The Beginning of the End of Homelessness
Roy Romanow and I just published this piece making the case that ending homelessness should be a top priority in the government’s promised National Housing Strategy. Shortly after we put our thoughts on paper, two more homeless people died. Tens of thousands of Canadians every day face the perils, loneliness and exclusion that come with homelessness.
The moral case for ending homelessness is self-evident. But there is also a strong economic case. The costs of ignoring poverty and homelessness to our health and penal systems are enormous and far outweigh what we will need to invest to end homelessness. The costs of excluding the homeless from opportunity and participation are incalculable. And over the last few years we have learned what works. We have the know how. What’s been missing is the political will.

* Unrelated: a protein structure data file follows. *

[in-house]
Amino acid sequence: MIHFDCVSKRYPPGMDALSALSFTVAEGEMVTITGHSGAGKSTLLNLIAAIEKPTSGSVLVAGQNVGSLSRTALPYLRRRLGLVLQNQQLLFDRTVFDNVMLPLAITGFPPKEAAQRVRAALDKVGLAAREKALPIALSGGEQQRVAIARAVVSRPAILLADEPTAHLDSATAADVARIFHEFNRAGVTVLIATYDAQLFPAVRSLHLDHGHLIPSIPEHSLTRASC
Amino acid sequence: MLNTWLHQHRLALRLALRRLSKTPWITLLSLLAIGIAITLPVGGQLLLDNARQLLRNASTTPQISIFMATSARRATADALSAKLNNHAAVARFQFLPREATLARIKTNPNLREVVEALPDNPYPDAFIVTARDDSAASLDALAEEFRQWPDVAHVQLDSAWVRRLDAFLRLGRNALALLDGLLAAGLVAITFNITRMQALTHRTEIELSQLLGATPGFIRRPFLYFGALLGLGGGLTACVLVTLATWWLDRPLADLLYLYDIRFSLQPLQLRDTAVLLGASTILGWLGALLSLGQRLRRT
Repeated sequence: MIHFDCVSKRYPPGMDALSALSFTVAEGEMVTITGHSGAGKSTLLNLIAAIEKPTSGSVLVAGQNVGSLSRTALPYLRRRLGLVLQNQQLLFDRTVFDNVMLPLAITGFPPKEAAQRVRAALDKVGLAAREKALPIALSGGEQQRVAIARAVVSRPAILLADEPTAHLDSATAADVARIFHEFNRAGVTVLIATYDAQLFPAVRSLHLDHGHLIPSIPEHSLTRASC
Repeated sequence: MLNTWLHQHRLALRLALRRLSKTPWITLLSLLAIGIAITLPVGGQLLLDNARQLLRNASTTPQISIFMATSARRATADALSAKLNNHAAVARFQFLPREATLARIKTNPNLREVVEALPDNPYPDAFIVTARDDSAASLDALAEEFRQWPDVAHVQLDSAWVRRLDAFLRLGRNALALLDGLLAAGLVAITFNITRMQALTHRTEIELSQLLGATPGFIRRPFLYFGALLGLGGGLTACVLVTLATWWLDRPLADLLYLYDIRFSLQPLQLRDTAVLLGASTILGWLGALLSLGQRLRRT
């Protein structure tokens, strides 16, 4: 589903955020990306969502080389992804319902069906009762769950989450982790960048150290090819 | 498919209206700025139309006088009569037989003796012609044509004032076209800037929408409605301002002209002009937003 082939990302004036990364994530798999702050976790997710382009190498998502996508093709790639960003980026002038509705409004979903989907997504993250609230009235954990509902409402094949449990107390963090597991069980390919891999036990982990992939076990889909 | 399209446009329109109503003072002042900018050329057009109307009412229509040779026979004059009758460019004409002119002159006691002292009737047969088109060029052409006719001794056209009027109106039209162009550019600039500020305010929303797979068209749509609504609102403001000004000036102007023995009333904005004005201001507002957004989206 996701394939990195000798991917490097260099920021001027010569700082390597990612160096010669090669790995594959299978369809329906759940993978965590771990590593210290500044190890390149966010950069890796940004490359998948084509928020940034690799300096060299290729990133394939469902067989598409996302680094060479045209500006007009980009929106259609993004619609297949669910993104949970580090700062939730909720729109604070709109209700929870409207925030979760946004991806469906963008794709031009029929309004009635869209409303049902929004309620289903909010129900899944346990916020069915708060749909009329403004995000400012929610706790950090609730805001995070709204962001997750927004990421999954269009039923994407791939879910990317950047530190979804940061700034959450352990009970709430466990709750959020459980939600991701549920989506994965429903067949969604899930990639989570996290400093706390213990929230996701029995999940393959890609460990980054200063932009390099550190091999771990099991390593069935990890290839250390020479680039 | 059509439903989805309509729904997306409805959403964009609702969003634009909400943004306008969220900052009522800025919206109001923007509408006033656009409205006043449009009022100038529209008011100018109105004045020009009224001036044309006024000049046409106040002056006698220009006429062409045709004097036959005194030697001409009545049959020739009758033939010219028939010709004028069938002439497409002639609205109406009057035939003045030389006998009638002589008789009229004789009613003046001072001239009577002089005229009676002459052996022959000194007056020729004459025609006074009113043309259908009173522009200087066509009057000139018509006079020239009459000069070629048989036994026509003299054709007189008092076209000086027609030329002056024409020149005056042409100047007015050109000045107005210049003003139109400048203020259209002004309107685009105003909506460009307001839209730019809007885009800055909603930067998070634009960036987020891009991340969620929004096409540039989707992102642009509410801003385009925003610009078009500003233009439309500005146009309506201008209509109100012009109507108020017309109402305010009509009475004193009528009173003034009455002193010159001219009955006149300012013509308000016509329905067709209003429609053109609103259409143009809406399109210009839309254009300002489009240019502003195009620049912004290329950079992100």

It’s always those most in need who are asked to wait. We must not allow the relentless focus on the middle class to obscure that poverty and homelessness diminish us all.